54. It's beautifully cast and filmed (cinematography by the matchless Robby Muller) and often quite moving, despite the fact that most of the characters are never developed much beyond mythic or parodic prototypes.
  55. The landscapes--which come close to outshining the worthy actors in the opening and closing stretches--are beautiful, and the plot, which is basically a grim coming-of-age story, holds one's interest throughout.
    • 66 Metascore
    • 70 Critic Score
    The film is fairly formulaic, though some of its puns and wisecracks are hilarious, especially those delivered by the Littles' lazy and cynical Persian cat (Nathan Lane).
    • 43 Metascore
    • 70 Critic Score
    Engrossing if standard-issue prison drama.
  56. Intending to study the degree to which social class would determine the subjects' destinies, the series actually documents something more filmable--the degree to which the subjects believed social class would determine their destinies and the degree to which they believe it has.
    • 78 Metascore
    • 70 Critic Score
    I'm rather intrigued with what Mann does with his stylistic envelope: it's simultaneously hypnotic and enervating, meditative and empty, like a white-noise background or a field of electronic snow on the tube.
  57. Actually I quite enjoyed the film -- but how do I get rid of this awful discharge?
  58. As a ditz who's just smart enough to know something isn't right, Lyonne blends hyperbole and sincerity in perfect proportions.
  59. Enjoyable action comedy from the Clint Eastwood mold, though the comic elements are more fun than the action.
  60. It's the romantic sparring with Catherine Zeta-Jones as another glamorous thief -- not the unsuspenseful heists -- that makes this silly thriller lightly bearable.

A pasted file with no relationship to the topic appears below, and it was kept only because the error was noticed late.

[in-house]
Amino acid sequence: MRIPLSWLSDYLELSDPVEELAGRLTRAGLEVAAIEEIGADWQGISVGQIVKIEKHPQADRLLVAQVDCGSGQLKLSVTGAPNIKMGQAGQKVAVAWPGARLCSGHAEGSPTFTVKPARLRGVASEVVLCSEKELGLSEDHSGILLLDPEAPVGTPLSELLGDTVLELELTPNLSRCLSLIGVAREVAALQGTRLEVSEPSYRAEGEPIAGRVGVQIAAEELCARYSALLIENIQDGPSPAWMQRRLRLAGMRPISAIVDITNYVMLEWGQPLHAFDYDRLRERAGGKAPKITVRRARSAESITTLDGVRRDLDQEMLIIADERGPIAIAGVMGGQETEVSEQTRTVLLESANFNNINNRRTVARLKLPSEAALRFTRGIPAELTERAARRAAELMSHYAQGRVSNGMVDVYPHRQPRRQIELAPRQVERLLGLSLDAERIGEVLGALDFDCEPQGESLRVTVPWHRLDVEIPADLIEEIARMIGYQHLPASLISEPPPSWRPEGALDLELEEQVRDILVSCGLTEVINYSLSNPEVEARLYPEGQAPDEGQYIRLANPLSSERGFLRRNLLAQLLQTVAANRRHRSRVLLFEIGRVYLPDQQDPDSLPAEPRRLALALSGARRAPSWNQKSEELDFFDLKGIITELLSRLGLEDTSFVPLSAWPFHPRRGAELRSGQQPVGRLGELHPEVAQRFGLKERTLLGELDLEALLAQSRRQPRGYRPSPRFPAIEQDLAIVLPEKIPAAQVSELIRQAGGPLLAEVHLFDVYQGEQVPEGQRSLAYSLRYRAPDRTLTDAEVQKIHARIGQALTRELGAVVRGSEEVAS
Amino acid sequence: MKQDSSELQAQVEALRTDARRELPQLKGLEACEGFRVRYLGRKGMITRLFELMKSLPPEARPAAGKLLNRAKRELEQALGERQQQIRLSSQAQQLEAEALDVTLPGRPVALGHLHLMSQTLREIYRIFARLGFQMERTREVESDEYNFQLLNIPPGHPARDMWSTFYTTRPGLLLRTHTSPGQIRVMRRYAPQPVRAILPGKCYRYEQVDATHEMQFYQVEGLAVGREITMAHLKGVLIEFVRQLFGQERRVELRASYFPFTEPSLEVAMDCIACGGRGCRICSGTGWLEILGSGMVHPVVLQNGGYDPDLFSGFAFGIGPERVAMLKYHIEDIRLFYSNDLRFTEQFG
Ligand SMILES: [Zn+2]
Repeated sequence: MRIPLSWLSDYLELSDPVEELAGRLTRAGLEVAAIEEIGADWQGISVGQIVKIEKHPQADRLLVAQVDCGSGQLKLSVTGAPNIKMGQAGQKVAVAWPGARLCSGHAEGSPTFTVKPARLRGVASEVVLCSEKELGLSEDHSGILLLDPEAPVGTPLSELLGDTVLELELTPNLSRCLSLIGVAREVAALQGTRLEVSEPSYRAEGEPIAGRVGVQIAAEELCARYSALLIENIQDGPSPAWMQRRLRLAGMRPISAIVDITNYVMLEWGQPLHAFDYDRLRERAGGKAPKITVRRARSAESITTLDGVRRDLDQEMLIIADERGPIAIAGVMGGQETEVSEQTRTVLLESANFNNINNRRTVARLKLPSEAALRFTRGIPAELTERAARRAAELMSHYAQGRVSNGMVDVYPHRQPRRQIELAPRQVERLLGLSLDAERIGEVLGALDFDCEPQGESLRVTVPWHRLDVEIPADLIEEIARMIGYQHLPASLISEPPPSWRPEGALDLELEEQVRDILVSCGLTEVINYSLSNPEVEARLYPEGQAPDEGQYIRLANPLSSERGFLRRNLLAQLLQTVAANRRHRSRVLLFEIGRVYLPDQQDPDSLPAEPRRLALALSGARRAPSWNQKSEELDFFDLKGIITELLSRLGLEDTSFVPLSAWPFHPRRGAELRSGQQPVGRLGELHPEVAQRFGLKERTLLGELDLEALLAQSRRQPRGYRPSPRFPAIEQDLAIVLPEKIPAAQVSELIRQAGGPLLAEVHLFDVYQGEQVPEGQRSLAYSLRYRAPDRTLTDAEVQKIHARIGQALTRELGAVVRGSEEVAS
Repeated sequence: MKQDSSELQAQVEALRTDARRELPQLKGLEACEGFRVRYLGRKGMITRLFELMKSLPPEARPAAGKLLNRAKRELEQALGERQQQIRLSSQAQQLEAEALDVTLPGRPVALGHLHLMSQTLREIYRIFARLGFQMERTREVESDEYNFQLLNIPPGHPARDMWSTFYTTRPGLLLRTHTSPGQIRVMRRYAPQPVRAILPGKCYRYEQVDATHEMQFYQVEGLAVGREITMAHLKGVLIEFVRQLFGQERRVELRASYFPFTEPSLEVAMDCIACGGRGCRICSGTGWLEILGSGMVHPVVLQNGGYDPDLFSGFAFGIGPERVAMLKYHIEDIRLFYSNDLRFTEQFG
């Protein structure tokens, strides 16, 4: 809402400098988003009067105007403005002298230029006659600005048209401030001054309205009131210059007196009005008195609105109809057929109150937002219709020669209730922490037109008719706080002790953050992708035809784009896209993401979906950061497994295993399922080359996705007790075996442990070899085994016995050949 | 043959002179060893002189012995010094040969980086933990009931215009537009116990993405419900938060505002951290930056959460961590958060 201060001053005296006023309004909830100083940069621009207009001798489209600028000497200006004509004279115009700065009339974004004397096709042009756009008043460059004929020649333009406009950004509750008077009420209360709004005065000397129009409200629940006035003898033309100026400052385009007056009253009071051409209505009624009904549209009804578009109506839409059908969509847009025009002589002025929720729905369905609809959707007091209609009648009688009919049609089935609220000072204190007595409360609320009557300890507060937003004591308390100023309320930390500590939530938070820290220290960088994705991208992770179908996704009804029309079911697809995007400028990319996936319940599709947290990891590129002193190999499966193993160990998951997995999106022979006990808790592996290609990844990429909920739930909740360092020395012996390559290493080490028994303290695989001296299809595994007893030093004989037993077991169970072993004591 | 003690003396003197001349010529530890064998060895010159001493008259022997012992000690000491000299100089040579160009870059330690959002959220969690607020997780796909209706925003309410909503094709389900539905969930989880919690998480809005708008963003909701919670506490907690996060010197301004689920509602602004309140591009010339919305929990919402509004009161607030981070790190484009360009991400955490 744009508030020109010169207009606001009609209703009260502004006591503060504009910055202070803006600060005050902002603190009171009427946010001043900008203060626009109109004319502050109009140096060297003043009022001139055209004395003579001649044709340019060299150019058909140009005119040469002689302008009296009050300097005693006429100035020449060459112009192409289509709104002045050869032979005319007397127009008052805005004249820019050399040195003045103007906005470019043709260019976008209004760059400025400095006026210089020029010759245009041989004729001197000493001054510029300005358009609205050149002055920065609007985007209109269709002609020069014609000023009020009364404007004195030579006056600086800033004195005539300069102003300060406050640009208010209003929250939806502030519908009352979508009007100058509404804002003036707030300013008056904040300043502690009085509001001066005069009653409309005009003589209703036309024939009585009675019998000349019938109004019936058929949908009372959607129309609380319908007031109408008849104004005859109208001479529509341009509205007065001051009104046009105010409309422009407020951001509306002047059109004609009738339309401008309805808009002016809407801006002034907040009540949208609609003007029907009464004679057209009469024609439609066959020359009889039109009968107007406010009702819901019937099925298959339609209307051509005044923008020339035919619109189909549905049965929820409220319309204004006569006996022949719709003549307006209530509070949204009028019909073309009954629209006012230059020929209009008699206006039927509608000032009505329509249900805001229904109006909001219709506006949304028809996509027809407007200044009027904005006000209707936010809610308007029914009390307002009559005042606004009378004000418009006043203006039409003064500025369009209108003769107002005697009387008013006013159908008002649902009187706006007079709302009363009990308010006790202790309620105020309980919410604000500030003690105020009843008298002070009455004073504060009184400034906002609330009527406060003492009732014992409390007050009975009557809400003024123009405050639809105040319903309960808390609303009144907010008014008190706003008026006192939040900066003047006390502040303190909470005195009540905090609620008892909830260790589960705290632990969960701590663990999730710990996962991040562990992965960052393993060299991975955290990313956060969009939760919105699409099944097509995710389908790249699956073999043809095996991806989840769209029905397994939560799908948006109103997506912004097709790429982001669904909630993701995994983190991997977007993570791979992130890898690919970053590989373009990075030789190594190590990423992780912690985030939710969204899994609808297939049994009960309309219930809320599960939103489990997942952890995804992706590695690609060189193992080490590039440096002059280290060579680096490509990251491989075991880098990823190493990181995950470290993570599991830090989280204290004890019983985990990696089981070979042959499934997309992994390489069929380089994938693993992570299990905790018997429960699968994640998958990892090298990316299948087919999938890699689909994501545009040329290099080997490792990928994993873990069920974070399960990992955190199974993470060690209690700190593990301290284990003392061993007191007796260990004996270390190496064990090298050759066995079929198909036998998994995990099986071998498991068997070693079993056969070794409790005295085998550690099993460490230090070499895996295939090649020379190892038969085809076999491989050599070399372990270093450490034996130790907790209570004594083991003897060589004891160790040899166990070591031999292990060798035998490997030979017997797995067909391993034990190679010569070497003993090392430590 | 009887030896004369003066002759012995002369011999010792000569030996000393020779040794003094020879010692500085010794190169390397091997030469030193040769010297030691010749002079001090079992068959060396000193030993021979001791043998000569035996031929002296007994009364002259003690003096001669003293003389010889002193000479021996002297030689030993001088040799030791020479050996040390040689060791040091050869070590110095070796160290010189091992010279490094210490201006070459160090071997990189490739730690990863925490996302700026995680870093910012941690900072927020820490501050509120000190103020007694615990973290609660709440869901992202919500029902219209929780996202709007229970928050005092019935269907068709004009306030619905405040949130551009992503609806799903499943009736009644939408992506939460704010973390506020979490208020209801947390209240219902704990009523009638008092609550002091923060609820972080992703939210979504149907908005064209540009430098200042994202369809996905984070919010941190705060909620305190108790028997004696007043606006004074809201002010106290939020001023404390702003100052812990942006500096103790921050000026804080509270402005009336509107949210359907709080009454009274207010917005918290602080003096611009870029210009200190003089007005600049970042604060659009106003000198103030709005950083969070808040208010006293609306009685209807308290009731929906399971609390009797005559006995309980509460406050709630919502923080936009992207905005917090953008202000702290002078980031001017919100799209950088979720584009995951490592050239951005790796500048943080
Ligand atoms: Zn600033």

61. Loads of fun even if it's ultimately strangled by its excesses.
  62. An odd cross between "Mad Max" and "Dragonheart," this movie is all borrowed ideas, but it's still trashy fun.
    • 83 Metascore
    • 70 Critic Score
    Solidly engaging.
  63. Rides high on its old-fashioned sentiments and the precocious charms of its teenage star, who can be both obnoxious and endearing.
  64. Inevitably it's a mixed bag, though the film's assurance in keeping it all coherent is at times exhilarating.
  65. The cast is certainly impressive, and probably reason enough for seeing this.
  66. The actors keep this interesting, but as a story it drifts and rambles.
  67. Given the tension dogging her every step, I wondered if this would end in bloodshed, but Abu-Assad opts for a more hopeful conclusion, making his film -- strange as it may seem -- a comedy.
  68. In his narration Brown says that he wants to dispel the image of surfers as airheaded slackers, an ambition undercut by his own breathless and clumsy writing. But to his credit he collects some fascinating stories.